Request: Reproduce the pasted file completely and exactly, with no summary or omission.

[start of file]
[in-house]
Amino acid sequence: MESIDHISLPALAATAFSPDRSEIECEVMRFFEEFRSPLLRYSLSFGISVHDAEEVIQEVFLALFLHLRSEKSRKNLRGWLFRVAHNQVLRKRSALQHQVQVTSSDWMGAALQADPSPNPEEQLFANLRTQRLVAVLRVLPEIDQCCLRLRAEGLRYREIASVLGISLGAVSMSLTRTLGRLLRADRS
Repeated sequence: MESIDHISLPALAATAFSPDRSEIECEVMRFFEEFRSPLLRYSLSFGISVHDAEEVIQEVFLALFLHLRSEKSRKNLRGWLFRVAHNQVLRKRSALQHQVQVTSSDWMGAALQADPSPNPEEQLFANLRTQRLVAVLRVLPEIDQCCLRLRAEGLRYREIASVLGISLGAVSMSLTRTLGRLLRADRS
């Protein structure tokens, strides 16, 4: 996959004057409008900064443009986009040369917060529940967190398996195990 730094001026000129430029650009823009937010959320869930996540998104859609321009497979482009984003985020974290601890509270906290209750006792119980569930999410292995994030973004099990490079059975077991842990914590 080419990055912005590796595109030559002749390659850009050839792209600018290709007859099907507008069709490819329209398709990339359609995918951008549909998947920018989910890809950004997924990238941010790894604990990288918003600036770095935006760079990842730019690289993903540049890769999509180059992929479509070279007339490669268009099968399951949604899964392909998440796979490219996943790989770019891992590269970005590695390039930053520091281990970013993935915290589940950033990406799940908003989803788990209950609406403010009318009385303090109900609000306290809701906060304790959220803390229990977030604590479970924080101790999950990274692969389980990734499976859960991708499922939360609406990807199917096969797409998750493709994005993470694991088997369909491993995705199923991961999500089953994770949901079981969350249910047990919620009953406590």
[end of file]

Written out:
[in-house]
Amino acid sequence: MESIDHISLPALAATAFSPDRSEIECEVMRFFEEFRSPLLRYSLSFGISVHDAEEVIQEVFLALFLHLRSEKSRKNLRGWLFRVAHNQVLRKRSALQHQVQVTSSDWMGAALQADPSPNPEEQLFANLRTQRLVAVLRVLPEIDQCCLRLRAEGLRYREIASVLGISLGAVSMSLTRTLGRLLRADRS
Repeated sequence: MESIDHISLPALAATAFSPDRSEIECEVMRFFEEFRSPLLRYSLSFGISVHDAEEVIQEVFLALFLHLRSEKSRKNLRGWLFRVAHNQVLRKRSALQHQVQVTSSDWMGAALQADPSPNPEEQLFANLRTQRLVAVLRVLPEIDQCCLRLRAEGLRYREIASVLGISLGAVSMSLTRTLGRLLRADRS
């Protein structure tokens, strides 16, 4: 996959004057409008900064443009986009040369917060529940967190398996195990 730094001026000129430029650009823009937010959320869930996540998104859609321009497979482009984003985020974290601890509270906290209750006792119980569930999410292995994030973004099990490079059975077991842990914590 080419990055912005590796595109030559002749390659850009050839792209600018290709007859099907507008069709490819329209398709990339359609995918951008549909998947920018989910890809950004997924990238941010790894604990990288918003600036770095935006760079990842730019690289993903540049890769999509180059992929479509070279007339490669268009099968399951949604899964392909998440796979490219996943790989770019891992590269970005590695390039930053520091281990970013993935915290589940950033990406799940908003989803788990209950609406403010009318009385303090109900609000306290809701906060304790959220803390229990977030604590479970924080101790999950990274692969389980990734499976859960991708499922939360609406990807199917096969797409998750493709994005993470694991088997369909491993995705199923991961999500089953994770949901079981969350249910047990919620009953406590």